that final word recurs in a song title. 'poofter's froth, wyoming plans ahead'. so imagine my surprise when in the middle of a civilised literary chit-chat regarding the merits of that timelessly witty author damon runyon, don pipes up: "tell me, what is a poofter?" my astonishment evident, i give the appropriate answer [a queer - t.t.]. don screams: "is thát right? you see, frank and i didn't know that. we didn't know that it meant thát. we are both naive." i just thought any homosexual reader of 'sounds' might be glad to know.
'sam with the showing scalp flat top' has typically dense, poetic beefheart lyrics, which don explained to me painstakingly. he was most distressed at the reactions of a colleague on an óther music weekly to the songs.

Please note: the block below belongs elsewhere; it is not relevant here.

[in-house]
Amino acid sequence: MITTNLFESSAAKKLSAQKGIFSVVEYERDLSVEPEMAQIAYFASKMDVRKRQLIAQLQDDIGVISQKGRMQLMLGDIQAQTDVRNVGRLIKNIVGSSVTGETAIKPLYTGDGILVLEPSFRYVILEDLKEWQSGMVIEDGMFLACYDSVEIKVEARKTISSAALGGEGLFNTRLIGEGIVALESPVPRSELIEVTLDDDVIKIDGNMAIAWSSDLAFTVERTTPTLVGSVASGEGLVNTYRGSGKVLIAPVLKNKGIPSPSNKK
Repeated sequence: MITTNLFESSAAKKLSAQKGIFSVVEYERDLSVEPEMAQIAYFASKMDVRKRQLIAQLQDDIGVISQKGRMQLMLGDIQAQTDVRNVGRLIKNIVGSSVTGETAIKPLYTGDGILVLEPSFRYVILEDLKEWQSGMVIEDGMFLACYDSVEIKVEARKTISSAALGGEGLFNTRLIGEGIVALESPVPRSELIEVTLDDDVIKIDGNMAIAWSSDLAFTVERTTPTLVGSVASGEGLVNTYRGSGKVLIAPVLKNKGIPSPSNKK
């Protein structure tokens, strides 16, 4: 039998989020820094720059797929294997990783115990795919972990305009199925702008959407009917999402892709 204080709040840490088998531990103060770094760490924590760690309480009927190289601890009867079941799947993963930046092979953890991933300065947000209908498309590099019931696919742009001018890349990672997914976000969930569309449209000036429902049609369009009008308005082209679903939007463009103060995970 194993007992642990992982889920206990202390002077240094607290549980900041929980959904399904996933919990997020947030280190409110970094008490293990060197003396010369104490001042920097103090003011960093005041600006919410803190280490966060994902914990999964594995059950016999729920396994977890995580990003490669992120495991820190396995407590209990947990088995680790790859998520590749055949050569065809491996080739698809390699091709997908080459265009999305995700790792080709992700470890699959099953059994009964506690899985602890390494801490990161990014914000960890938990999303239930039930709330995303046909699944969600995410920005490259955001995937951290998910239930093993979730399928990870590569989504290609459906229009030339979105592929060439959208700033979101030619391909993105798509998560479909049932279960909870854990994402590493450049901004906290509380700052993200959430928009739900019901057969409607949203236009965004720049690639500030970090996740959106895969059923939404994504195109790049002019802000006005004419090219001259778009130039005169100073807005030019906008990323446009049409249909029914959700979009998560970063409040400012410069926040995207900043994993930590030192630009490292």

it's not that bad damn poetry, and they didn't even know it was poetry. did you read the ***!? he thought i was just hollering things. although he was cute, a nice guy, but he really didn't understand. and they have so much poetry background here, for god's sake. i mean, it's too bad he didn't realise that was poetry. i don't know what he thought it was.
'sam with the showing scalp flat top' is about growing up in the city, music, pictures and the maimed war veterans on the american (and come to that, british) sidewalks: 'up a wrought iron fire escape rolled out a tiny wood platform / with hard dark rubber wheels / rolls squeaked rolls squeaked rolls squeaked / sam with the showing scalp flat top / particular about the point it made / sam was a basket case / a hard dark ivory cup held saleable everyday pencils'... don put it this way:
this fellow is obviously a war victim. he is deformed by the war and he is a basket case, you see. you have seen those people selling pencils. i thought it was time that that was brought out. although it has been said befóre (e.g. in 'johnny got his gun' and 'when johnny comes marching home') - but not as much as it should be.